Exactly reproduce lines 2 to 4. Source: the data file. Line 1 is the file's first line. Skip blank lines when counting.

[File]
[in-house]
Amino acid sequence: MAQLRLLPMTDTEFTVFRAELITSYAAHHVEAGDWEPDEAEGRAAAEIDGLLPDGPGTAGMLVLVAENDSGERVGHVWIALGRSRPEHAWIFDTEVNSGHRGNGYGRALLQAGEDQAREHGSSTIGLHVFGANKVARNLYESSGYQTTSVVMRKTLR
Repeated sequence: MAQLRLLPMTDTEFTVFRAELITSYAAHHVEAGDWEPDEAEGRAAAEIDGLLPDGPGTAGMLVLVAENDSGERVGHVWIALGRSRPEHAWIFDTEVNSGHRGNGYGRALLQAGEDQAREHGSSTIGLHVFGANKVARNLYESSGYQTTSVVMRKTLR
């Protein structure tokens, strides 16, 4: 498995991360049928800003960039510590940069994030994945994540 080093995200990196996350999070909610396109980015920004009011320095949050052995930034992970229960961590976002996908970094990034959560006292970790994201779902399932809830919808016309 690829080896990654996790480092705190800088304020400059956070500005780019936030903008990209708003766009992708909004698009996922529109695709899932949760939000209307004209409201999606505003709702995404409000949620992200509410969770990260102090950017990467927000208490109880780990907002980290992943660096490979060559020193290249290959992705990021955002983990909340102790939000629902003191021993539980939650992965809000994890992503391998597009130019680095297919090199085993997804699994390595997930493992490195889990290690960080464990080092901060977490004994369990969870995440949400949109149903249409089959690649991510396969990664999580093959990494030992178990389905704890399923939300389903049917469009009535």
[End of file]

Amino acid sequence: MAQLRLLPMTDTEFTVFRAELITSYAAHHVEAGDWEPDEAEGRAAAEIDGLLPDGPGTAGMLVLVAENDSGERVGHVWIALGRSRPEHAWIFDTEVNSGHRGNGYGRALLQAGEDQAREHGSSTIGLHVFGANKVARNLYESSGYQTTSVVMRKTLR
Repeated sequence: MAQLRLLPMTDTEFTVFRAELITSYAAHHVEAGDWEPDEAEGRAAAEIDGLLPDGPGTAGMLVLVAENDSGERVGHVWIALGRSRPEHAWIFDTEVNSGHRGNGYGRALLQAGEDQAREHGSSTIGLHVFGANKVARNLYESSGYQTTSVVMRKTLR
């Protein structure tokens, strides 16, 4: 498995991360049928800003960039510590940069994030994945994540 080093995200990196996350999070909610396109980015920004009011320095949050052995930034992970229960961590976002996908970094990034959560006292970790994201779902399932809830919808016309 690829080896990654996790480092705190800088304020400059956070500005780019936030903008990209708003766009992708909004698009996922529109695709899932949760939000209307004209409201999606505003709702995404409000949620992200509410969770990260102090950017990467927000208490109880780990907002980290992943660096490979060559020193290249290959992705990021955002983990909340102790939000629902003191021993539980939650992965809000994890992503391998597009130019680095297919090199085993997804699994390595997930493992490195889990290690960080464990080092901060977490004994369990969870995440949400949109149903249409089959690649991510396969990664999580093959990494030992178990389905704890399923939300389903049917469009009535």